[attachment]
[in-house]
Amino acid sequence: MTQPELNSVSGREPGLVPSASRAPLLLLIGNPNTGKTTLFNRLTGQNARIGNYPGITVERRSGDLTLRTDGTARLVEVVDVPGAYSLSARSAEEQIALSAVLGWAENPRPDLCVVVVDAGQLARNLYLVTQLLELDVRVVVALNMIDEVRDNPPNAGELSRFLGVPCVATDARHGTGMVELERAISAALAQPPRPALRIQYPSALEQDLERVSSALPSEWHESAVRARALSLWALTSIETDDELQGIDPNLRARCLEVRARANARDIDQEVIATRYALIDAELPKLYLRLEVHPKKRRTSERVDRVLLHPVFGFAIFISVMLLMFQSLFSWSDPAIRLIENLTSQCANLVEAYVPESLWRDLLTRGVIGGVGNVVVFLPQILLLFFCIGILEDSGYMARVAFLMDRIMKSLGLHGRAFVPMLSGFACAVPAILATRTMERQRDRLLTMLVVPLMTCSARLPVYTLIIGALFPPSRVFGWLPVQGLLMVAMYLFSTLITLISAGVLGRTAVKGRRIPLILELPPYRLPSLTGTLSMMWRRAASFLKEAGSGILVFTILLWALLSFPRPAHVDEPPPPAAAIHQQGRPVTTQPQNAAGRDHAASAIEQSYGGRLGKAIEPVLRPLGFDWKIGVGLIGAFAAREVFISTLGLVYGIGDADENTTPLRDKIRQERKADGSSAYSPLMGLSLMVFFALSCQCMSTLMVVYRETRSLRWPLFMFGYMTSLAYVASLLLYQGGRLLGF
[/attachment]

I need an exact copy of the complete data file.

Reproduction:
[in-house]
Amino acid sequence: MTQPELNSVSGREPGLVPSASRAPLLLLIGNPNTGKTTLFNRLTGQNARIGNYPGITVERRSGDLTLRTDGTARLVEVVDVPGAYSLSARSAEEQIALSAVLGWAENPRPDLCVVVVDAGQLARNLYLVTQLLELDVRVVVALNMIDEVRDNPPNAGELSRFLGVPCVATDARHGTGMVELERAISAALAQPPRPALRIQYPSALEQDLERVSSALPSEWHESAVRARALSLWALTSIETDDELQGIDPNLRARCLEVRARANARDIDQEVIATRYALIDAELPKLYLRLEVHPKKRRTSERVDRVLLHPVFGFAIFISVMLLMFQSLFSWSDPAIRLIENLTSQCANLVEAYVPESLWRDLLTRGVIGGVGNVVVFLPQILLLFFCIGILEDSGYMARVAFLMDRIMKSLGLHGRAFVPMLSGFACAVPAILATRTMERQRDRLLTMLVVPLMTCSARLPVYTLIIGALFPPSRVFGWLPVQGLLMVAMYLFSTLITLISAGVLGRTAVKGRRIPLILELPPYRLPSLTGTLSMMWRRAASFLKEAGSGILVFTILLWALLSFPRPAHVDEPPPPAAAIHQQGRPVTTQPQNAAGRDHAASAIEQSYGGRLGKAIEPVLRPLGFDWKIGVGLIGAFAAREVFISTLGLVYGIGDADENTTPLRDKIRQERKADGSSAYSPLMGLSLMVFFALSCQCMSTLMVVYRETRSLRWPLFMFGYMTSLAYVASLLLYQGGRLLGF